Paul T Davies reviews Andrew Scott in Sea Wall by Simon Stephens currently being streamed online by Sea Wall Films. Stream extended until 25th May.
Sea Wall Films, until 25th May
There isn’t much about the current situation that is positive, but I know a lot of theatre lovers are finding comfort in watching work online. Streaming is beginning to find its feet and, like live theatre, offers a range of classic revivals and a chance to see new work- mainly monologues. One classic monologue, originally launched in 2012, is Simon Stephen’s half-hour, bruising but beautiful, Sea Wall, performed by Andrew Scott.
Speaking directly to the camera, as he does to the audience in the theatre, Alex recounts what should be an ordinary story, of visiting his father in law in the South of France for a holiday with his wife and toddler daughter. He muses about religion, beliefs and photography, the challenges and joy of being a father. Light flickers on the surface, but underneath is devastating loss, challenging everything, and to give it away would spoil the piece.
What makes this play work so well is the nuances of both Stephen’s script, but particularly Scott’s performance, quiet and close, everything, his daughter’s tiny fingers and her movements, the masculinity of his Father in Law, the landscape he finds himself in, everything is painted beautifully by the alchemy of text and performance. And the tragedy is so affecting because melodrama is missing. I had to take quite a few minutes after watching it to compose myself. Those final minutes are devastating.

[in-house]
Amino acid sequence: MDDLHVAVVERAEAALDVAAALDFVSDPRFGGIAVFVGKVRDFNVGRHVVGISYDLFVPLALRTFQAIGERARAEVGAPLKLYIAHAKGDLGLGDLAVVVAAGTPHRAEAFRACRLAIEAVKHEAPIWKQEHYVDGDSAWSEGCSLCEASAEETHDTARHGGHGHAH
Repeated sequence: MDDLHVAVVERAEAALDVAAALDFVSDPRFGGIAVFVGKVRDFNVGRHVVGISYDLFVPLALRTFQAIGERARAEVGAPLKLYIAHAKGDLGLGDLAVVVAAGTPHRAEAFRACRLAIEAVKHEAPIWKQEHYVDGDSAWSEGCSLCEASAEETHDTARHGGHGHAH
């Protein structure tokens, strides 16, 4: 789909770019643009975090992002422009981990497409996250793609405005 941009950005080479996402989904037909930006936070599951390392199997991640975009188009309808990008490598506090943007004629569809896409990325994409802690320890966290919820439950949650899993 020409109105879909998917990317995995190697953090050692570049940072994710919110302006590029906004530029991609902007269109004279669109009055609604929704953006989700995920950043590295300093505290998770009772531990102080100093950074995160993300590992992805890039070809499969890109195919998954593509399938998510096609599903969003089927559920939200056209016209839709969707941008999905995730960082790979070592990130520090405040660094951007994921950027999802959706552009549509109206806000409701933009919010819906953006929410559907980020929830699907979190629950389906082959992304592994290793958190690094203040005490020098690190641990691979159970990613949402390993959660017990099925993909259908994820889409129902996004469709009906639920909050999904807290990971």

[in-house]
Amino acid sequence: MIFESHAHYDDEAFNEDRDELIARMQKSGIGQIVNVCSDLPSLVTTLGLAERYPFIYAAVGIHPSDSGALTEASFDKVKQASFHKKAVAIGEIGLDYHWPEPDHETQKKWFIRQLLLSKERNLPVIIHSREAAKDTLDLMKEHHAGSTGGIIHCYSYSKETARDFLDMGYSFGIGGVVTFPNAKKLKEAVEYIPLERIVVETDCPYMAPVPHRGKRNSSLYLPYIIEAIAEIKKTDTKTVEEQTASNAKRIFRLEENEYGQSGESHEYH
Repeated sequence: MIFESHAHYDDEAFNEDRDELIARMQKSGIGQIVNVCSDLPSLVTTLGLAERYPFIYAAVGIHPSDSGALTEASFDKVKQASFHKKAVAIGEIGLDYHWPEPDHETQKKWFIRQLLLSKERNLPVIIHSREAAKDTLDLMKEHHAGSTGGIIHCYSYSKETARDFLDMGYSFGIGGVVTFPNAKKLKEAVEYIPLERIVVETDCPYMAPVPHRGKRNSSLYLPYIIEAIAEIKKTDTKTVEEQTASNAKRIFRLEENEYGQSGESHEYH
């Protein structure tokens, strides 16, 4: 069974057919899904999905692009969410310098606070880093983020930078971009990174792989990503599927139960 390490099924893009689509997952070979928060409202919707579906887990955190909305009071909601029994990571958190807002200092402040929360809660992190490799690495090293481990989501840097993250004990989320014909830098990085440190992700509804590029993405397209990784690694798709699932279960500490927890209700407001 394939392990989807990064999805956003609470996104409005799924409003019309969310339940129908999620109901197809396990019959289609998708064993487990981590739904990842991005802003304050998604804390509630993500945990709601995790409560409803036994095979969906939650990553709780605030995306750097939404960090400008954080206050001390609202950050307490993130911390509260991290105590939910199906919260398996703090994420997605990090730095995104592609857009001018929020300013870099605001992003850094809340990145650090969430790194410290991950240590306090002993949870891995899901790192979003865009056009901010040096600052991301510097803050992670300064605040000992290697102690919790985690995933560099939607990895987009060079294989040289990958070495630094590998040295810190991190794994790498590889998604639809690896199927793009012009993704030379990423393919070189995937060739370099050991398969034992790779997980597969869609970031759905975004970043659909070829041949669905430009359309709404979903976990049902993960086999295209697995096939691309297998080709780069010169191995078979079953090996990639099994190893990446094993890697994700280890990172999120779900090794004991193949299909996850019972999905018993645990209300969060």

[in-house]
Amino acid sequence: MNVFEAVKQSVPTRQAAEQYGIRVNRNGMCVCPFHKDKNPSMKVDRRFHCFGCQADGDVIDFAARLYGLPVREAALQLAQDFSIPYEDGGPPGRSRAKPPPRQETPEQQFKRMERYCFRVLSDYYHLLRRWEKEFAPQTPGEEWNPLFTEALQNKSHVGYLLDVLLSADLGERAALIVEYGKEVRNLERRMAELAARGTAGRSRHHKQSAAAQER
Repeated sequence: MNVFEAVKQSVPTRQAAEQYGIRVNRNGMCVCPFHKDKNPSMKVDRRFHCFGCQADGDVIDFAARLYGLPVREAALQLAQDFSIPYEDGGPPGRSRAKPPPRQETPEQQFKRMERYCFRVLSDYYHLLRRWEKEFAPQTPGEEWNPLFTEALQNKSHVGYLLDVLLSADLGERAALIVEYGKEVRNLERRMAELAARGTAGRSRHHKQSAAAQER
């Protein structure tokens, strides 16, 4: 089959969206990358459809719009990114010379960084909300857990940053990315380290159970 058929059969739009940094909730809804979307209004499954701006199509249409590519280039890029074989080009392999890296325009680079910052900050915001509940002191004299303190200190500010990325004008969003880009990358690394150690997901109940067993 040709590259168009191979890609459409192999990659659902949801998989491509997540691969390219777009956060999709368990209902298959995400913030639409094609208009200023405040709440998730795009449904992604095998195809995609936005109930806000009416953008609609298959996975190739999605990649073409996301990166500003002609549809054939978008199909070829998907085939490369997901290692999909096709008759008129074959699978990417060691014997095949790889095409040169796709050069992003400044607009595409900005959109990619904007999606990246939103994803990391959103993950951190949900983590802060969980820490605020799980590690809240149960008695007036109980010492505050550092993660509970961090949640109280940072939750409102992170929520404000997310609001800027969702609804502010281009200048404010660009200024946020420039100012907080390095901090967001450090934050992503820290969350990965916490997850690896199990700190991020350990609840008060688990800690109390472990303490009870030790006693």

The direction by Simon Stephens and Andrew Porter keeps the simplicity on track, this is a quiet, heartbreaking account of love and loss. You may not be in a good place to watch it, so be aware that this may affect you. But watch it to admire the beautiful performance of a fragile, tragic tale.